VMware ESXi – Cannot add VMFS datastore

To give some greater context, see my previous post.

When I was initially planning on how to setup these drives, I configured them with the HP P410 RAID utility as a RAID-0 array. I made the decision to not live such a risky lifestyle and blow away the array and configure it for RAID-1. I want to build a solid homelab that will assist me in aspects of systems administration so I didn’t want to risk everything by running the wrong array.

Anyways, when I booted into VMware, I was unable to add the VMFS datastore after setting it to RAID-1.

I received the following error:

“Failed to create VMFS datastore – Cannot change the host configuration”

As seen by VMware ESXi

I did a bit of searching around and tried to re-scan the datastore and get vmwre to detect it but nothing was working. I soon came across the following VMware communities post here, user Cookies04 was on onto something.

The user identified a very familiar scenario to mine.

From what I have seen and found this error comes from having disks that were part of different arrays and contain some data on them.”

That’s the exact thing that happened to me. RAID-0, some VMware data, then RAID-1.

I proceeded to follow the three easy steps and my issue was solved.

To correct the reported problem

I didn’t really have to post all of this but I wanted to in case somebody were to come across my page and had the same issue.

The interwebz if filled with many many solutions for issues. I’m just adding what’s worked for me.

🙂

HP Ml150 G6 – My first datastore

I don’t spend the amount of time on my home server as I’d like to. After a long day of sitting at my desk at work, dealing with production servers and everything super sensitive, I try to unwind a bit and work at a slow pace. My slow pace this week is my esx datastore.

I’ve spent the past couple of days thinking about how I want to setup the datastore that will contain my virtual machines. Initially I had the HP P410 RAID controller connected to two, WD Green drives in a RAID-o array. I was satisfied with that at first because the drives will run at SATA 2 speeds and hopefully RAID-0 will improve the performance ever so slightly.

Then I got thinking, my goal is to setup a ‘corporate’ environment at home. Multiple domain controllers, WSUS, Sophos Firewall, play with SNMP and PRTG monitoring but that made me realize that I don’t want to build a large environment that will go to waste if one drive was to fail. My ultimate goal is to move onto SSDs and use a more complex raid (RAID 6 or 10) for this server, but that’s down the line when I free up funds and more resources.

Last night, I decided to delete the RAID-0 array, pull out the WD Green drives and install two new-to-me 1TB SAS drives and proper cabling (Mini SAS SFF-8087 to SFF-8482+15P). I briefly talked about the cabling in this previous post.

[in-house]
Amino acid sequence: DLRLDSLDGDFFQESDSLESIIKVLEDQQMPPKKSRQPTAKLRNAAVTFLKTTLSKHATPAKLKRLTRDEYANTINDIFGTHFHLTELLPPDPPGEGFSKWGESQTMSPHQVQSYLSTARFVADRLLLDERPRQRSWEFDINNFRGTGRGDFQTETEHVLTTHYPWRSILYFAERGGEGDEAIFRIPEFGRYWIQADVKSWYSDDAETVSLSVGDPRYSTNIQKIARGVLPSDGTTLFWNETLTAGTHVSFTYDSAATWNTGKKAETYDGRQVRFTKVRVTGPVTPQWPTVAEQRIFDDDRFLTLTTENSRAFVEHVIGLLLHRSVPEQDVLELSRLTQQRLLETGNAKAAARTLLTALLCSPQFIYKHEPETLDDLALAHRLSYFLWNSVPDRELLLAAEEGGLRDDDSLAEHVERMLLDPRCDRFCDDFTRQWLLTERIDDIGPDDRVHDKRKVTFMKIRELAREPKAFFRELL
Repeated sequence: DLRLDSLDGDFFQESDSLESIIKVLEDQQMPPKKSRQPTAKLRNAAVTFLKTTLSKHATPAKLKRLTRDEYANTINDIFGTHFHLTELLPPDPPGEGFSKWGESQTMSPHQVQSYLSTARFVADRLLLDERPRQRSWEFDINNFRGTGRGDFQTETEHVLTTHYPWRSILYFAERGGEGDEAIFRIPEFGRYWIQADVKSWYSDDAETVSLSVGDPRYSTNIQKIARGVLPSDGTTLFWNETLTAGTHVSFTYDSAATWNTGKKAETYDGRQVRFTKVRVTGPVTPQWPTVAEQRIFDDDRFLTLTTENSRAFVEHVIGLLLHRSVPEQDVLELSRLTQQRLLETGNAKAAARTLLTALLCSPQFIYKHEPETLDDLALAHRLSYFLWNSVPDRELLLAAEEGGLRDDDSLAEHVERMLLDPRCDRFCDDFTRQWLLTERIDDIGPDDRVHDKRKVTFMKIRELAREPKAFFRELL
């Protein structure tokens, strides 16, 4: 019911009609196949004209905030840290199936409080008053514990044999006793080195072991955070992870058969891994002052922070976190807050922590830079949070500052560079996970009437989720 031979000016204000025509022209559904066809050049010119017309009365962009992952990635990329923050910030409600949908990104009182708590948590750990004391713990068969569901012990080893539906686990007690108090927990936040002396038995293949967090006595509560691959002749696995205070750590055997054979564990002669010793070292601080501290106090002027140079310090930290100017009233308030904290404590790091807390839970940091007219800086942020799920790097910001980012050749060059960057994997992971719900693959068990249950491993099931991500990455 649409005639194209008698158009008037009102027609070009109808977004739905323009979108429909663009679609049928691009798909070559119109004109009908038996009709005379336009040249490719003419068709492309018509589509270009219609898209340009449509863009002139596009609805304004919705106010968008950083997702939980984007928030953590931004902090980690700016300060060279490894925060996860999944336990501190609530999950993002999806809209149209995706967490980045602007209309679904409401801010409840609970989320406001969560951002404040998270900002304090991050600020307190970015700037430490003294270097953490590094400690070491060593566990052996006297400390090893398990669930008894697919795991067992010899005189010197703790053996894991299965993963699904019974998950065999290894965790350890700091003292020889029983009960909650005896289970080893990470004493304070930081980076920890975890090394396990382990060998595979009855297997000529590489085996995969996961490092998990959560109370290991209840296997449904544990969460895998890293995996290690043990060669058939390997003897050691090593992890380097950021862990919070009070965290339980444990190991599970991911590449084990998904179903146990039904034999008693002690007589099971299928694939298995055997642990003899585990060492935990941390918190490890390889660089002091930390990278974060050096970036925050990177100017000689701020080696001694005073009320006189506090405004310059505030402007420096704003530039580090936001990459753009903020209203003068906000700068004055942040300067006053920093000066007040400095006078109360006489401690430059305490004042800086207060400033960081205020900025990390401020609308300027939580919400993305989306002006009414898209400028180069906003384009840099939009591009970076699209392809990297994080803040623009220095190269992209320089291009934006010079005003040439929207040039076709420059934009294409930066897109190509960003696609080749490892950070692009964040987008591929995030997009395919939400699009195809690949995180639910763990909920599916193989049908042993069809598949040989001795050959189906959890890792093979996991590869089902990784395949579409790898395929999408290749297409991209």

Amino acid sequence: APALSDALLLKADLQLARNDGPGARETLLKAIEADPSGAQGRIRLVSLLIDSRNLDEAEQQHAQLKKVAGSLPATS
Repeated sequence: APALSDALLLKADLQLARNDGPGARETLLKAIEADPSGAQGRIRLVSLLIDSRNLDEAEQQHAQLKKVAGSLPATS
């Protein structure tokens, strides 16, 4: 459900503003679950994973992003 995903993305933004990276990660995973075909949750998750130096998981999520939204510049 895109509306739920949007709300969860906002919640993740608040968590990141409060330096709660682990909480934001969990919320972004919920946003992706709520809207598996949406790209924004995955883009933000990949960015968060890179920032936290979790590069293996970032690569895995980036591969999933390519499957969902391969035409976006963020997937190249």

I purchased a few SAS drives from ebay, not knowing exactly which one would be compatible with the HP P410 raid controller. Most of what I can find on the internet, points to the HP P410 controller not being picky with the brand of drives.

Initially I installed a two Seagate 1TB SAS ST1000NM0045 drives but the RAID utility would not want to see the drives. Thinking it’s the cable, I replaced it with a spare but the outcome was still the same. I did a bit of searching around and found a discussion on serverfault.com, regarding HP Proliant not recognizing EMC SAS drives. One user points out that some drives can be formatted in 520-byte sectors vs 512-byte sectors that you would normally get on normal PC/server class drives.

I haven’t tested that theory but I will. With that said, I decided to install two other drives, which surprisingly worked right away.

The drives that are functioning fine with the HP P410 raid controller are:

  • Dell Enterprise Plus MK1001TRKB
  • Seagate Constellation ES.3 ST1000NM0023

Now that I have two drive’s in a RAID-1 array, I loaded into VMware ESXi and proceeded to add a the new VMFS datastore. Adding the datastore gave me some issues, which I’ve documented here.

I have in my possession two SAMSUNG Data Center Series SV843 2.5″ 960GB drives that I purchased about 2 years ago from newegg for a fantastic price. I’ve toyed with using them in this build, but the SSD drives would only work at SATA 2 speeds. Maybe I’ll use them to house my personal data, but I should purchase a few more to do RAID-6 or RAID 1+0.

Regardless of my direction, I am still working out the kinks in my homelab environment.

Ideally, I’d like to find a cheap or reasonably priced NAS that has iSCSI ports. I then would be able create two datastores on the NAS, one for extended VM storage if required and the other for user data.

Thanks for reading.

HP ProLiant LO100 Advanced License

For those of you that have an older HP ProLiant server that has the HP Onboard Administrator powered by Lights-Out 100 (LO100) and want to gain two additional features, I will provide the key at the bottom.

The two features are:
*Virtual Media Access
*Virtual KVM

I haven’t used either of the features and the Virtual KVM requires JavaScript to be enabled but it seems very outdated that most current browsers with JS enabled, will not load the Virtual KVM page.

Anyways, incase anybody wants to mess with both features, here is the key:

Application License Key
Current License Key:35DRP-7B3TX-78VVM-7KX4Y-XS74X
Current License Key Type:LO100 Advanced INDIVIDUAL

For a full list of specifications, features and configurations, please see the following HP Support article here.